To begin with, it’s incoherent. Although I present the authors’ argument systematically above, in real life it’s almost impossible to follow. Perhaps anticipating this reaction, the authors defend their presentation in the preface: “If the book seems more like a tapestry than a straight-line exposition of theory and fact, it is because the subject itself is far from linear.” C’mon, guys: Any rich subject is far from linear, and there’s no reason to make like Proust or Faulkner when you’re trying to convince policy analysts and other concerned citizens to adopt unfamiliar ideas.

There’s a running caricature of professional economics that will only discredit the book in the eyes of those who need it most. There are occasional bursts of sophomoric rhetoric. And oh, my God, those last two chapters.

One of them touts a Houston-sized city in Brazil -- Curitiba -- as the site of a wildly successful effort at socially conscious civic reconstruction. Curitiba may well be a place to learn from, but the authors’ 20 pages of ga-ga prose will remind you of the Panglossian stuff we used to read in the Sixties about the noble North Vietnamese and munificent Maoists.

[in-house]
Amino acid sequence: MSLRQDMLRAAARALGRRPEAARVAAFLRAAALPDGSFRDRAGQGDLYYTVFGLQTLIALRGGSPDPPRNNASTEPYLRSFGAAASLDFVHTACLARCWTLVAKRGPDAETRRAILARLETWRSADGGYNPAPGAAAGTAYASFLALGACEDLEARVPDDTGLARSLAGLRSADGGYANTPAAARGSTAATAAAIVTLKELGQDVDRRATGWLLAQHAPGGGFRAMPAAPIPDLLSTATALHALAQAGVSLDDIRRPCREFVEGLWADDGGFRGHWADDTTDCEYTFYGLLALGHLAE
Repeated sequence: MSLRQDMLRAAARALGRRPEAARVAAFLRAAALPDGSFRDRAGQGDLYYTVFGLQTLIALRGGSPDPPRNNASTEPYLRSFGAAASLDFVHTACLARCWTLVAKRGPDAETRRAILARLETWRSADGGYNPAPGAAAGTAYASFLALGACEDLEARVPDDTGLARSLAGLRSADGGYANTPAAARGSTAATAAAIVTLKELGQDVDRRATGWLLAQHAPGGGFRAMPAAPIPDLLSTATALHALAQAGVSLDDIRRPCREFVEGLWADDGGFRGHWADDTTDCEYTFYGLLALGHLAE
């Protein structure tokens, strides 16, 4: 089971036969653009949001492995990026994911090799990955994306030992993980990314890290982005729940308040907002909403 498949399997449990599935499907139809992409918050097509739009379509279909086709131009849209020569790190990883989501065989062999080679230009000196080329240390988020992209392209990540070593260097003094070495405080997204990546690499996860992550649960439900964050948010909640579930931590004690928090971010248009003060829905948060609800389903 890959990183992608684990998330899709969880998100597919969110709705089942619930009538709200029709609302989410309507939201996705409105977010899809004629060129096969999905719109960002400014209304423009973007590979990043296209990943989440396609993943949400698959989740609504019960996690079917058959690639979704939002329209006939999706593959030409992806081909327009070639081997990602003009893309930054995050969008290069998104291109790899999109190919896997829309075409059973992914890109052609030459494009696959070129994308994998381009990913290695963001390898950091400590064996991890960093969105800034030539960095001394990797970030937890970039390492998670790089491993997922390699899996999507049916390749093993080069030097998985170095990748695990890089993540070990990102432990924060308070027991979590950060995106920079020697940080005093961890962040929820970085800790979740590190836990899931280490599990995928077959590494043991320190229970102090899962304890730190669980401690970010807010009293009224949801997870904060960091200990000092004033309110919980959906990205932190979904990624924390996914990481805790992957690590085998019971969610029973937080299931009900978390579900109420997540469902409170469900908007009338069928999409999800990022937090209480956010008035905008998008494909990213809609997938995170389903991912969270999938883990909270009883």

The other chapter is full of wild political haymakers -- e.g., the one-paragraph attack on world trade cites no facts or figures but features an emotional couple of lines from a cultural critic.

I have no idea what may have happened here. My guess is that the authors wanted to make all their colleagues feel included (over 100 people are listed in the acknowledgements), so at the end they tossed in everyone’s greatest hits.

Instead of the last two chapters, the authors should have written a brief Epilogue. In it they should have said that the political moral of their book (still the political moral of the first 90% of the book) is that our problems are not the product of the market or the big, bad corporations. They are, instead, the product of poor thinking. Natural Capitalism is a treasure-trove of breakthrough thinking that’s so practical and bottom-line-oriented that we’ll never have to say “Please, Mr. Capitalist?” again.